When Tom Ledbetter became facilitator of training programs for entrepreneurs and small-business owners in Columbia, S.C., graduates typically would be able to take action to achieve their goals. Not anymore. Now, classes are smaller and graduates routinely are frozen out of financing necessary for them to pursue their dreams.

More and more small businesses are being rejected for loans. It doesn’t matter what the business is; whether it be a glass company in Charleston with 80 employees, an auto parts company with orders in hand from Honda, a Greenville cabinet-making business with large orders pending, a multi-generation Columbia business looking to diversify by putting up $2 million and prime property, or a Hilton Head construction supply company that had never missed a loan payment—all have been rejected by lenders.

Tuesday, April 6, 2010

Restoring Dignity to Former Felons


By Homer S. White

State Senator Damon Thayer is preventing a proposed amendment to the Kentucky constitution that would restore voting rights to former felons from moving forward. Furthermore, nine of the 12 members of Thayer’s State and Local Government Committee say that they intend to support the measure, but Thayer still refuses to let it be heard. Surely this is an important proposal that merits full consideration (the proposal passed the House last month with strong bipartisan support).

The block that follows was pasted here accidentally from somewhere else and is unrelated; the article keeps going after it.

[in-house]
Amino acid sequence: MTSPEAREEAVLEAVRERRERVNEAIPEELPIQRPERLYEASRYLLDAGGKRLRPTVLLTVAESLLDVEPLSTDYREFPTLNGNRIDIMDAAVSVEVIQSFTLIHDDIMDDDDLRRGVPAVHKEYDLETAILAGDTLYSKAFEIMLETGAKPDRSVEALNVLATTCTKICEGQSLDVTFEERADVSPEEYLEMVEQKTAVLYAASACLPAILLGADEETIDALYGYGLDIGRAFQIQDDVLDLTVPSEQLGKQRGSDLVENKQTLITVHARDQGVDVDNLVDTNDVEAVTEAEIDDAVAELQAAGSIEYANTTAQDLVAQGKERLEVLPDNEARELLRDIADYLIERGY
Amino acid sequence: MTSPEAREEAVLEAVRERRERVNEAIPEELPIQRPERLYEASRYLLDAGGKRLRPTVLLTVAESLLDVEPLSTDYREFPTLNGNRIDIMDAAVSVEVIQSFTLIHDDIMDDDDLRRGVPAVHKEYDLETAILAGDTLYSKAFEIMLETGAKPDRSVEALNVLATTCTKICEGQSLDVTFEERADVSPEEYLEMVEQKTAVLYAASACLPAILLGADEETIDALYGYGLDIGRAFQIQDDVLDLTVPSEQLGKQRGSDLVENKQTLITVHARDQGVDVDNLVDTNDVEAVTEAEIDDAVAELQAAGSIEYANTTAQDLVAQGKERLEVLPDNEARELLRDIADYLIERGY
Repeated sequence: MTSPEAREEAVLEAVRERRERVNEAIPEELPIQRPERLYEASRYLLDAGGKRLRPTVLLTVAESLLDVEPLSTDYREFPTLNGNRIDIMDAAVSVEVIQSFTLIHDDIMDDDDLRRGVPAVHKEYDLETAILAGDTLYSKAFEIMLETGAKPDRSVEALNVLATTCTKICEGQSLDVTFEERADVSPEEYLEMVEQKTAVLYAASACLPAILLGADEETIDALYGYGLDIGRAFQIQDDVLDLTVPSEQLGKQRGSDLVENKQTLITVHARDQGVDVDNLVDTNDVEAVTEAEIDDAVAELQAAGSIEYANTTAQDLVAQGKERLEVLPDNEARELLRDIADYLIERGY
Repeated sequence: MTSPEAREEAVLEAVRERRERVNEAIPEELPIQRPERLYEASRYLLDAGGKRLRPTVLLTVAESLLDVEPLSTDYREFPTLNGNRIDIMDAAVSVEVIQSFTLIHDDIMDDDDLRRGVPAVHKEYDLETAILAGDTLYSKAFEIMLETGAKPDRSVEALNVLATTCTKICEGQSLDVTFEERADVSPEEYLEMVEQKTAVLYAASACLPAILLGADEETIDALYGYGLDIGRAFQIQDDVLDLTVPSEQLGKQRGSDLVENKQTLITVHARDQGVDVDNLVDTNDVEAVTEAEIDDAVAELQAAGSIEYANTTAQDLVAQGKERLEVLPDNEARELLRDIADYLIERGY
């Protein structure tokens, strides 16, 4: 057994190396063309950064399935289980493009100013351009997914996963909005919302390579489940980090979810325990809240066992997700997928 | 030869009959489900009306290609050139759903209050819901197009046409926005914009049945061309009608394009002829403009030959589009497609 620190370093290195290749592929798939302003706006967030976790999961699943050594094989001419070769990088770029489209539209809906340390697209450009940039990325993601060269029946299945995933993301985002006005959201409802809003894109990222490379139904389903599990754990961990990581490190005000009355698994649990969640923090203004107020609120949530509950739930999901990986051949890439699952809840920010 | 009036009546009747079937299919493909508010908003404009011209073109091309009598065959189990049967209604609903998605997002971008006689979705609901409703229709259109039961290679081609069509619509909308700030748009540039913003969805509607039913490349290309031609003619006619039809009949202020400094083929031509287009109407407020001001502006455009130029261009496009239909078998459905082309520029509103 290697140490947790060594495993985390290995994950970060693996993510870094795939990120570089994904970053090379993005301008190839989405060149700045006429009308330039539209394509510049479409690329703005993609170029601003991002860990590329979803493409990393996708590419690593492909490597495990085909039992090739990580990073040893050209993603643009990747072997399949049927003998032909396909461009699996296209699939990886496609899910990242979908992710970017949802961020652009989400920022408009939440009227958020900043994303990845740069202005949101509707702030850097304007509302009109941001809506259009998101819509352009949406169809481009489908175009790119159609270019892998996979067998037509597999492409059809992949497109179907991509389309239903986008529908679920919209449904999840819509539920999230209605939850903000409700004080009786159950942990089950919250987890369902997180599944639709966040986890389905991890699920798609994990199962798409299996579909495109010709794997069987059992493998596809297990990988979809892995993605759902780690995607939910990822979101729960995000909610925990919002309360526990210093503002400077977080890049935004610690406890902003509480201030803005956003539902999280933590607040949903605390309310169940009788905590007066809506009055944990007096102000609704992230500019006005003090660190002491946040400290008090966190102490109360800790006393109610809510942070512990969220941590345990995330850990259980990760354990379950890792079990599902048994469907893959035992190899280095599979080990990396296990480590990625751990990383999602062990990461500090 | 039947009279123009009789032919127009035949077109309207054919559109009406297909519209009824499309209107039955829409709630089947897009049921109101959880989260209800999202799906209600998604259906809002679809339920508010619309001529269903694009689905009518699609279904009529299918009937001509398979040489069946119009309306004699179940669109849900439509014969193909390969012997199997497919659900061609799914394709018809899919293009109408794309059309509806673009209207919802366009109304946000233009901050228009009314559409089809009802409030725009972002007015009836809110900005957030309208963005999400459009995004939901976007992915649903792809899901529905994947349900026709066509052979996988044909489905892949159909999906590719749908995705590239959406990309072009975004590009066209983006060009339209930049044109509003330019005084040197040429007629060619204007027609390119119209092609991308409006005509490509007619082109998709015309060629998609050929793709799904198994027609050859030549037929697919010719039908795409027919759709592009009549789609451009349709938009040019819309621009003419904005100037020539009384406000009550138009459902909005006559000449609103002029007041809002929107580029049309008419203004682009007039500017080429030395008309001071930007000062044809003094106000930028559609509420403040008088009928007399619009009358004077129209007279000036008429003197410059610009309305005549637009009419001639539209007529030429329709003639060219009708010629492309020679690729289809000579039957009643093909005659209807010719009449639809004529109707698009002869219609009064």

Nearly 129,000 former felons in Kentucky, who have served their prison time, probation and parole, have not been able to navigate the existing pardoning process which requires an individual pardon from the governor. Tens of thousands more Kentuckians will be in the same situation in coming years. Conversations with former felons indicate that most have not heard about the pardon process and don't know how to initiate it. Even officials in the Kentucky justice system and the state's county clerk offices often don't know how to help people through the process.

We have to bear in mind that persons recently released from prison are at a particularly vulnerable point in their lives. If we want them to re-engage in society in a positive way, we should provide them with every possible encouragement to do so, and work to remove hurdles that stand in their way.


By Bruce Corrie